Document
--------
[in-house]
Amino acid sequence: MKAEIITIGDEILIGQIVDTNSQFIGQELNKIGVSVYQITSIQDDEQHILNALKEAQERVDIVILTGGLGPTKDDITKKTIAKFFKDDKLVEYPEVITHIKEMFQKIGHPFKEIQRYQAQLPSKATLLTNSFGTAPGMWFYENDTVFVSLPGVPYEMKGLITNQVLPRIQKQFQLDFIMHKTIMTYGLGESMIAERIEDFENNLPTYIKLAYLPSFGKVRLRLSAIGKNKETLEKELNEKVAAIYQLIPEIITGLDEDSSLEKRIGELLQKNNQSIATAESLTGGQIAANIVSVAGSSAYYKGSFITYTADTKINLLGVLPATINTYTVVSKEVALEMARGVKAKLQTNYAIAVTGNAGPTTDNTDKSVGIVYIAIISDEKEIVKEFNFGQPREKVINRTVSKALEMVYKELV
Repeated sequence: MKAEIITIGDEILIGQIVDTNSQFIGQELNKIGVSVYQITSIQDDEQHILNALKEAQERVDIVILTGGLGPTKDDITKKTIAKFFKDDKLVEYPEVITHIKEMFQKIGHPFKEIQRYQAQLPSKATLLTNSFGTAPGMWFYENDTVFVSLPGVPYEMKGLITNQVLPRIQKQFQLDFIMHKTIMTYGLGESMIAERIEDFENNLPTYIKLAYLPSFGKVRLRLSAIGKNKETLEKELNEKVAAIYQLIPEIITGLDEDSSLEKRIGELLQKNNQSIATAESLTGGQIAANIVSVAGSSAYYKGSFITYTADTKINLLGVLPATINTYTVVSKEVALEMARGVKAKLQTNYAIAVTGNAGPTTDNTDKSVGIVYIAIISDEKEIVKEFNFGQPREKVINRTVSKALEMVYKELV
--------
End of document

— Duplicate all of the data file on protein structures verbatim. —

[in-house]
Amino acid sequence: MKAEIITIGDEILIGQIVDTNSQFIGQELNKIGVSVYQITSIQDDEQHILNALKEAQERVDIVILTGGLGPTKDDITKKTIAKFFKDDKLVEYPEVITHIKEMFQKIGHPFKEIQRYQAQLPSKATLLTNSFGTAPGMWFYENDTVFVSLPGVPYEMKGLITNQVLPRIQKQFQLDFIMHKTIMTYGLGESMIAERIEDFENNLPTYIKLAYLPSFGKVRLRLSAIGKNKETLEKELNEKVAAIYQLIPEIITGLDEDSSLEKRIGELLQKNNQSIATAESLTGGQIAANIVSVAGSSAYYKGSFITYTADTKINLLGVLPATINTYTVVSKEVALEMARGVKAKLQTNYAIAVTGNAGPTTDNTDKSVGIVYIAIISDEKEIVKEFNFGQPREKVINRTVSKALEMVYKELV
Repeated sequence: MKAEIITIGDEILIGQIVDTNSQFIGQELNKIGVSVYQITSIQDDEQHILNALKEAQERVDIVILTGGLGPTKDDITKKTIAKFFKDDKLVEYPEVITHIKEMFQKIGHPFKEIQRYQAQLPSKATLLTNSFGTAPGMWFYENDTVFVSLPGVPYEMKGLITNQVLPRIQKQFQLDFIMHKTIMTYGLGESMIAERIEDFENNLPTYIKLAYLPSFGKVRLRLSAIGKNKETLEKELNEKVAAIYQLIPEIITGLDEDSSLEKRIGELLQKNNQSIATAESLTGGQIAANIVSVAGSSAYYKGSFITYTADTKINLLGVLPATINTYTVVSKEVALEMARGVKAKLQTNYAIAVTGNAGPTTDNTDKSVGIVYIAIISDEKEIVKEFNFGQPREKVINRTVSKALEMVYKELV